Danny Briere Continues to Inspire Philadelphia Flyers with New Lease on Life
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He's been plagued by injuries and has faced adversity off the ice but has always shown the determination to bounce back.
When the city of Philadelphia was founded in the late 1600s, William Penn connected the two Greek words philos, or "love," and adelphos, "brother," when he named the city, gaining its iconic nickname "The City of Brotherly Love."
No one on the Flyers embodies the credo like Briere, who has always been considered by teammates and fans to be one of the "good guys" in hockey. In a sport dominated by many kind athletes who are active in their communities and charitable causes, Daniel is seen as one of the most genuine stars in the NHL.
In his fourth year with the Flyers, Briere might now be able to put together his best season for the club since he left the Buffalo Sabres via free agency. When Daniel arrived, he was coming off a career year with Buffalo where he racked up 68 assists and 32 goals as he finished 10th in the league with 95 points.
Philadelphia had suffered their worst season in franchise history when Briere joined, as they missed the playoffs for the first time since 1993-94 and set the NHL record for largest points drop-off between seasons at 45. A change of philosophy was needed, as the Flyers had too many lumbering, slow-skating veterans and were left in the dust as the league enforced new rules allowing creativity and flow.
Flyers general manager Paul Holmgren had taken over from the legendary Bobby Clarke early in the 2006-07 season and was eager to fix the team by adding the skill and creativity Philadelphia clearly lacked. Holmgren singled out Briere as the player who could revitalize his team as he watched him make Flyers defenders look foolish in their 2005-06 quarterfinal exit.
Briere put pen to paper on an eight-year, $52 million contract on July 1, 2007, and the hockey-mad Flyers fans immediately pinned their hopes on their diminutive new star. In his first season in Philly, Daniel struggled at times, and in usual fashion the demanding city of Philadelphia rained boos upon an under-performing athlete.
As the season went on, Briere became more acclimated to his new team as the Flyers returned to the playoffs. Although Philadelphia lost out to the rival Pittsburgh Penguins in the Eastern Conference Finals, Briere tallied an impressive 16 points in 17 playoff appearances.
His second season with the Flyers was a "lost year," as he missed 53 games due to an abdominal tear and suffered through various groin injuries. When playoff time came around, Philly were again eliminated at the hands of the Penguins in the quarterfinals, but Briere put up four points during the six-game series.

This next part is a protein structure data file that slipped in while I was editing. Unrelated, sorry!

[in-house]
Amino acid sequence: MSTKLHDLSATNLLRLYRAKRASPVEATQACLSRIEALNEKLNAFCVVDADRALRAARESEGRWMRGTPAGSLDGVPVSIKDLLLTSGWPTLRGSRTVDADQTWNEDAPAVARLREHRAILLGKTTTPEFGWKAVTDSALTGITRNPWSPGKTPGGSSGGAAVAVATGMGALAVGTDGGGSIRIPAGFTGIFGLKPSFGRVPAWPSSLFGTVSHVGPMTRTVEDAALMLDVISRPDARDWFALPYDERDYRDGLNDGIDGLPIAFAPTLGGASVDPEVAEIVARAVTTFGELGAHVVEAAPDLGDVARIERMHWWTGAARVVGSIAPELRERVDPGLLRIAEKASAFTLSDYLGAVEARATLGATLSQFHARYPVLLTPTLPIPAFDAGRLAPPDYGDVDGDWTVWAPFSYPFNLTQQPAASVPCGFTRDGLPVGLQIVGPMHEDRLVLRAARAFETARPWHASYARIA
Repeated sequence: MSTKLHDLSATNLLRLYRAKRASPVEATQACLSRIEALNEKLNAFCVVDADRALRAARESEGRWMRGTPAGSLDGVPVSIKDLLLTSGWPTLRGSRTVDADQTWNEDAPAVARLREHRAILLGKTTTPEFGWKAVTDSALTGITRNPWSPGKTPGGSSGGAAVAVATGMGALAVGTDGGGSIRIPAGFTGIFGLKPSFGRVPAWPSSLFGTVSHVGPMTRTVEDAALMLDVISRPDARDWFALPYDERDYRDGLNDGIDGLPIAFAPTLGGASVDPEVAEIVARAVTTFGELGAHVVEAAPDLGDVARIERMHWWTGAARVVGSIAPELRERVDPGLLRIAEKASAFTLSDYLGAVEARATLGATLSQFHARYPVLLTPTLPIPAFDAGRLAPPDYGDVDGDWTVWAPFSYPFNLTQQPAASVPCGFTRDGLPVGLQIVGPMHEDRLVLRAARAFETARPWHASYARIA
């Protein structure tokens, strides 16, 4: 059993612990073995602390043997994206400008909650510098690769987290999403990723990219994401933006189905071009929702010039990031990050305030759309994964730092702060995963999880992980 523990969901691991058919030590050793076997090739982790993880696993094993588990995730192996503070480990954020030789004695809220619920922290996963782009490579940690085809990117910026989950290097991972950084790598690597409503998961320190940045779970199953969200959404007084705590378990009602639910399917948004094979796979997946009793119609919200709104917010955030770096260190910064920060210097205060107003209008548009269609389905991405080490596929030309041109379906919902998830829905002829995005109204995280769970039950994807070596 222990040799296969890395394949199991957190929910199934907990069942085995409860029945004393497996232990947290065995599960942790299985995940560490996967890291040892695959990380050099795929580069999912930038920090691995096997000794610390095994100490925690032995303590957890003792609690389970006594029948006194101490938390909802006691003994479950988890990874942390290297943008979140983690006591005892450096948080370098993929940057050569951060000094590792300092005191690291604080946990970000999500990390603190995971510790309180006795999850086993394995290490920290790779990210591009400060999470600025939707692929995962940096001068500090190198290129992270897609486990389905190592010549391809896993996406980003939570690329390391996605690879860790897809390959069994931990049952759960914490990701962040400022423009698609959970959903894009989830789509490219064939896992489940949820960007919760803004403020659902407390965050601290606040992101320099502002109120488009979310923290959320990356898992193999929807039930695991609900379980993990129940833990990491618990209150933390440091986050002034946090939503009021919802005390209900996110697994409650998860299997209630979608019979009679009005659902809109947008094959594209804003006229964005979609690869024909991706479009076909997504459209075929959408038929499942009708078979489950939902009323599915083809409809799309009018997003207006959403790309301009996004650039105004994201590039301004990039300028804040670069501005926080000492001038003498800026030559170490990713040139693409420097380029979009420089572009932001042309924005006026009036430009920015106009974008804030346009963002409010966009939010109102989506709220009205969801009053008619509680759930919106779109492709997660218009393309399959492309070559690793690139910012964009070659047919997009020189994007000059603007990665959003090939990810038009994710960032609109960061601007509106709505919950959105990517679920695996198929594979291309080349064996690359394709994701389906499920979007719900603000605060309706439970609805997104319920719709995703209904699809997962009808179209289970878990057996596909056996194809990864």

Last season, Daniel couldn't produce his best and only put up 53 points in 75 games. Off the ice, the distractions of his divorce weren't helping his play. Still, Briere took his play up a notch in the playoffs and carried the Flyers on his back on a magical run to the 2010 Stanley Cup Final. Along the way, he contributed many moments of inspiration and scored vital goals that brought Philadelphia back from the brink of elimination.
The Flyers eventually bowed out to the champion Chicago Blackhawks, but Briere was the strongest playoff performer, as he notched a league-best 30 points and set Philadelphia's all-time record for points in a single playoffs.
Unfortunately, more adversity was around the corner for Daniel and his family, as he and his son Cameron were involved in a serious car accident. His 2010 Range Rover clipped a tractor-trailer before hitting a guardrail while traveling near Binghamton, New York. The photos that surfaced afterward showed how lucky he and his son were to escape the accident relatively unharmed.
Briere told Flyers reporters how thankful he was that he and nine-year-old Cameron were alive: "My son didn't have a scratch on him, which is unbelievable. There was definitely someone watching over us that night."
Those who cover the Flyers on a daily basis have described Briere as more carefree and joyful. The experience has left him with an even greater appreciation for life and the privilege of playing professional hockey.
"I feel great. A lot of the problems that I've had the past couple of years are behind me now. I can focus on hockey and basically my job, which is a good feeling," Briere stated.
His enthusiasm is rubbing off on his teammates, and linemates Scott Hartnell and Ville Leino will benefit from having a relaxed Briere alongside them. Danny's been off to a hot start nine games into the new season, having scored six goals and totaled eight points.
Since arriving in "The City of Brotherly Love," Briere has always been a positive influence in the locker room and a "brother" to his teammates. It would be a wonderful story if the "hockey gods" can smile upon Danny and allow him to match his playoff feats with a tremendous regular season for the Flyers. Hockey fans everywhere would be glad to see Briere have a strong comeback year.
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